Developer: Sam Barlow
Publisher: Sam Barlow
Available on: PC, iOS, Mac
You don’t kill anything, acquire new items, or even move around in Her Story, but make no mistake: It’s one of the most rewarding games of the year to play. Half of Her Story takes place on the screen of a computer in a dimly-lit room, as you navigate the video files and watch a suspect being interrogated by the police about a murder. The other half takes place in your head as you build a story out of the disparate clips you must search the police database to find. Her Story deftly crafts a game built around subjectivity and perspective, and it’s one of gaming’s rare of examples of the medium being the message.
Developer: Toby Fox
Publisher: Toby Fox
Available on: PC, Mac
Undertale does everything an independent title should do. It introduces a gaming archetype (in this case, the role-playing game), then interrogates every aspect of that archetype to deliver new experiences; it uses its small team to nimbly implement ideas big-budget games would have a hard time realizing. Though it starts out as an average RPG, it only uses that form as springboard to mess with every apsect of its design. Boss fights frequently mess with the scope of combat, turning the game into an old-school shooter like Galaga or a platformer for the duration of the fight.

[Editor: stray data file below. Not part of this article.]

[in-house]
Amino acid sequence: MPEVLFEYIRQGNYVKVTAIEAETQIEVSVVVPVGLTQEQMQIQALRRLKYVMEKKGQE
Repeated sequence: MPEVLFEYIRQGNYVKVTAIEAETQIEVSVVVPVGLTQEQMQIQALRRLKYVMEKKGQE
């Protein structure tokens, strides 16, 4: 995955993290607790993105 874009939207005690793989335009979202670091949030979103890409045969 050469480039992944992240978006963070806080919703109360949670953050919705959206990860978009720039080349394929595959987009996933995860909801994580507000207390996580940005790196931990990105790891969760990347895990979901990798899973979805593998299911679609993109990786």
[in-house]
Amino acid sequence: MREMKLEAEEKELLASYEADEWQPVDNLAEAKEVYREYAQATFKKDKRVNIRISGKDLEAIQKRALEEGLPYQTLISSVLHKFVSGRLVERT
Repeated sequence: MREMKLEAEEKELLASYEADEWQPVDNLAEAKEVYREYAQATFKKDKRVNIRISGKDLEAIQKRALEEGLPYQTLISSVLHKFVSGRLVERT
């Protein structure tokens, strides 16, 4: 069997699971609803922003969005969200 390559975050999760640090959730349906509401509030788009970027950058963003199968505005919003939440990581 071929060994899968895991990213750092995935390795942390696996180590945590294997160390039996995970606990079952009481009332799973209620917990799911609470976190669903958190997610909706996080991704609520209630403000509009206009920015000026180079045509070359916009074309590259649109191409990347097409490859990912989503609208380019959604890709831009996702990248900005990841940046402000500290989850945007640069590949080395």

It bends its own design parameters to their breaking point, then breaks them under the weight of a few outlandish ideas that exist outside the traditional boundaries of video games. But I won’t spoil too much; you’ll want to find out what I’m talking about for yourself. Suffice to say, though, Undertale takes video games as a medium to task while simultaneously showing us what they’re capable of. And that’s exactly what we should ask of our independent games. Undertale is not only the best indie game of the year, but one of the best games I’ve played in a long, long time.
Independent games have the capacity to move video games forward; the trends in indie games now might be the ones you see in larger games in the next few years. And if we’re lucky, the giants of the industry will learn a thing or two from these indie marvels.